I see your gaunt shadow on every wall
And hear your heavy footfalls
In every home and hall.

Harbingers of death abound, not the least of which is the IMF which the poet likens to hemlock. In ‘The Chimera’, a nine-line poem about SFEM/SAP, words such as goblin and diabolic are juxtaposed with essence and quintessence. Biblical presences like Ichabod, Nazerenes and Ahithophelian oracles dot the lines, balancing the delicate duality of divinity and profanity.

In all, “A Shout Across the Wall” contains 72 poems of uncommon elegance. Idzia Ahmad obviously came before his time, but he made sure of leaving something solid behind for the world to catch up with.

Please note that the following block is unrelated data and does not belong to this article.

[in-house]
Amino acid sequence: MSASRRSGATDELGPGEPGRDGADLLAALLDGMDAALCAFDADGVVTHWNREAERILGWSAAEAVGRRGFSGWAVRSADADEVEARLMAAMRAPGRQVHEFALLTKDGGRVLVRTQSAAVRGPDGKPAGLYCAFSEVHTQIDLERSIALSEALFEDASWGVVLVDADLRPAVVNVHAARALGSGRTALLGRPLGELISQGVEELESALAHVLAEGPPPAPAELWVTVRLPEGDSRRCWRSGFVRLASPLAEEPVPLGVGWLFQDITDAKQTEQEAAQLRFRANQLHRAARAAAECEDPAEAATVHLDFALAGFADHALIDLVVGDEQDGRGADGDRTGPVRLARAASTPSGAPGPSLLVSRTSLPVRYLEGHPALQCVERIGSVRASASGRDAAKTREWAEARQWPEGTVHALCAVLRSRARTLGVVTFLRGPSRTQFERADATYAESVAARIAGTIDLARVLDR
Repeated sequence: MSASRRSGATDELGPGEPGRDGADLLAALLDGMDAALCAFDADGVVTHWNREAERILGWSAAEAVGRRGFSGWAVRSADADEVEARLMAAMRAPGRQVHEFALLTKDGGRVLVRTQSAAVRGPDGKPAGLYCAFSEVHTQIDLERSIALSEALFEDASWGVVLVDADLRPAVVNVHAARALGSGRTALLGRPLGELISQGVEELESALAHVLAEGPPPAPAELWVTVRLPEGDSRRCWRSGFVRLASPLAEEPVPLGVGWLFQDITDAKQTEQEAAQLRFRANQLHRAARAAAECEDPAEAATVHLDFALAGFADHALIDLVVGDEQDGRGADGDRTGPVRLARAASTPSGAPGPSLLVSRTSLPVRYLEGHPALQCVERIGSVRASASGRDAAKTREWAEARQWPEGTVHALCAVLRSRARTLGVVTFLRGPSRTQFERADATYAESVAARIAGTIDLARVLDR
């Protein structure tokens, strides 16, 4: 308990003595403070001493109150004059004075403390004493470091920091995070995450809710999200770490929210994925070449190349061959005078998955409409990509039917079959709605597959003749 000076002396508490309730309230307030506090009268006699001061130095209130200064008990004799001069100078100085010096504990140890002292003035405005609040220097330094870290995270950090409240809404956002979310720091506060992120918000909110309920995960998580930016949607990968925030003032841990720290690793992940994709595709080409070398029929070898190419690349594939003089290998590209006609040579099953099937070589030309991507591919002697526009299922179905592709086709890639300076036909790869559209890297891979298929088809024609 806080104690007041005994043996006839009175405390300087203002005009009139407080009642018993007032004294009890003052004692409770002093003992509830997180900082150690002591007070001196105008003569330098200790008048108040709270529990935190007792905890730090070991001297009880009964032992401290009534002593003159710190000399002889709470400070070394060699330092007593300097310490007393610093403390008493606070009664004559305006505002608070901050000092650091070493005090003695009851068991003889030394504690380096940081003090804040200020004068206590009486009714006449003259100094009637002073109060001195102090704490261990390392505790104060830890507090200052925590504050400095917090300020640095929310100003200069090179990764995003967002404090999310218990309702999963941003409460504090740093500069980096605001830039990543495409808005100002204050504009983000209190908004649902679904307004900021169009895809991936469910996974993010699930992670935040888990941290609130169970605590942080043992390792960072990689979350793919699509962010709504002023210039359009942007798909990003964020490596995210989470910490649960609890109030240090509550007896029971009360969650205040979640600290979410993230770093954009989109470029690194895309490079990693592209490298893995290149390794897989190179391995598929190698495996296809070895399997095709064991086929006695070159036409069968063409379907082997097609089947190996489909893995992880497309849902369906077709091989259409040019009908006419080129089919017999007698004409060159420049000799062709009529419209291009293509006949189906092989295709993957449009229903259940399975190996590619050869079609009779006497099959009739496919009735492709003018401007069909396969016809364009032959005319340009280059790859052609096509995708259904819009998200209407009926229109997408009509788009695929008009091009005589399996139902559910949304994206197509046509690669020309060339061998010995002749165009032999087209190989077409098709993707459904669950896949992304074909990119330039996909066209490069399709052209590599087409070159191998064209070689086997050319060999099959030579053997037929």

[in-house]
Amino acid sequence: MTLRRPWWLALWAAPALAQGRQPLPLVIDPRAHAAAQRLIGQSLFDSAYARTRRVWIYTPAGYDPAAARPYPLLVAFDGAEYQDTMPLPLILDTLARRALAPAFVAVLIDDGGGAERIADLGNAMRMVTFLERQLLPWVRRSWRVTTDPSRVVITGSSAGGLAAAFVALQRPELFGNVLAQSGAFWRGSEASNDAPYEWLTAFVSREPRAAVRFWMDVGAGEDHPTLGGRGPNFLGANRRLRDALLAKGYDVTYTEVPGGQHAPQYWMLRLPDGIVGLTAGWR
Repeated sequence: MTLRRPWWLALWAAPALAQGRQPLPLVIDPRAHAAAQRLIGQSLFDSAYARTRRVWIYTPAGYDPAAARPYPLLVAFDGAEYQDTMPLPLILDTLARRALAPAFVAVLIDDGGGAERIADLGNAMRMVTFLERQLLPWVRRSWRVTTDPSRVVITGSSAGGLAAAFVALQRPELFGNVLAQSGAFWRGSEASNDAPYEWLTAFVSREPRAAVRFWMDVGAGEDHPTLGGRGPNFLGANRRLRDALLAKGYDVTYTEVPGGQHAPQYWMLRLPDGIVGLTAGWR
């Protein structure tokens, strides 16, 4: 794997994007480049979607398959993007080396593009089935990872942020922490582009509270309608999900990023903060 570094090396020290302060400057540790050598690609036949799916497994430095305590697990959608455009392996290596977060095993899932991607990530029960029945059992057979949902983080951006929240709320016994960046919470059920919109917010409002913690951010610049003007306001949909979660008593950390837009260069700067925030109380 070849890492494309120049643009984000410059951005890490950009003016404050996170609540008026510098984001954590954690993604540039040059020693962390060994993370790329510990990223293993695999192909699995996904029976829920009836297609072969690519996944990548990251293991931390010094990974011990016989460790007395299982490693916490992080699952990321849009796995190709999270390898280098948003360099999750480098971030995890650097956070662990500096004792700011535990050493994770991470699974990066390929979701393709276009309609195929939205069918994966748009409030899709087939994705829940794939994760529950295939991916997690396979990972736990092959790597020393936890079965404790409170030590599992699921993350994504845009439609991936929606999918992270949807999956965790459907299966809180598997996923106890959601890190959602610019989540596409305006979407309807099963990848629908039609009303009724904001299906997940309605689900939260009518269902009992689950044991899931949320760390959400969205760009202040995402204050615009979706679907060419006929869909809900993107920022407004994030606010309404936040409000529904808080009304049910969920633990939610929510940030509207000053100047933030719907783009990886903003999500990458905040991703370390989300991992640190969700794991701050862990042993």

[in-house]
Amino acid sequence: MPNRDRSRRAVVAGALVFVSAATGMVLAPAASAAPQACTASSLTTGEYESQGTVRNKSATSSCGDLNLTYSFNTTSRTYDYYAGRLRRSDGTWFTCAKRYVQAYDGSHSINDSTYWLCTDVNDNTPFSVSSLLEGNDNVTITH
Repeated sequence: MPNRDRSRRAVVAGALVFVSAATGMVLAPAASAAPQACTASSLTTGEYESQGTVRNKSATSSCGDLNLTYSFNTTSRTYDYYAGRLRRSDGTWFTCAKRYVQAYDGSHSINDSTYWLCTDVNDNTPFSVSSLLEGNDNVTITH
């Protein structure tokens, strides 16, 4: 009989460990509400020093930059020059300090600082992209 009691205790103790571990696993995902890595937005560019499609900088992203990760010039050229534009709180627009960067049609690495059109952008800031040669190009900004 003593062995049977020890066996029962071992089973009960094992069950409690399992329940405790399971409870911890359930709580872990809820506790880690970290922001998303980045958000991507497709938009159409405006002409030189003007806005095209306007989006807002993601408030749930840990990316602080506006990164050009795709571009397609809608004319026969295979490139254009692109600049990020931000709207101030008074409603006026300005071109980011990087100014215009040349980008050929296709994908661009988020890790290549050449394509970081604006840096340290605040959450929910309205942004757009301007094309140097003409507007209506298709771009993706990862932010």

Few poets define a given generation. From the early nationalist verses of Dr Nnamdi Azikiwe and Dennis Osadebay to the advent of iconic literary poetry by Gabriel Okara, Christopher Okigbo, J. P. Clark and Wole Soyinka, Nigerian poetry has been poised on a canon-bursting charge.

The succeeding generation of poets, notably Odia Ofeimun and Niyi Osundare now share anthology space with the old masters.

A reissue of “A Shout Across the Wall” will go a long way in earning for Idzia Ahmad a deserving reputation as a pathfinder of the new generation of poets extending the canon.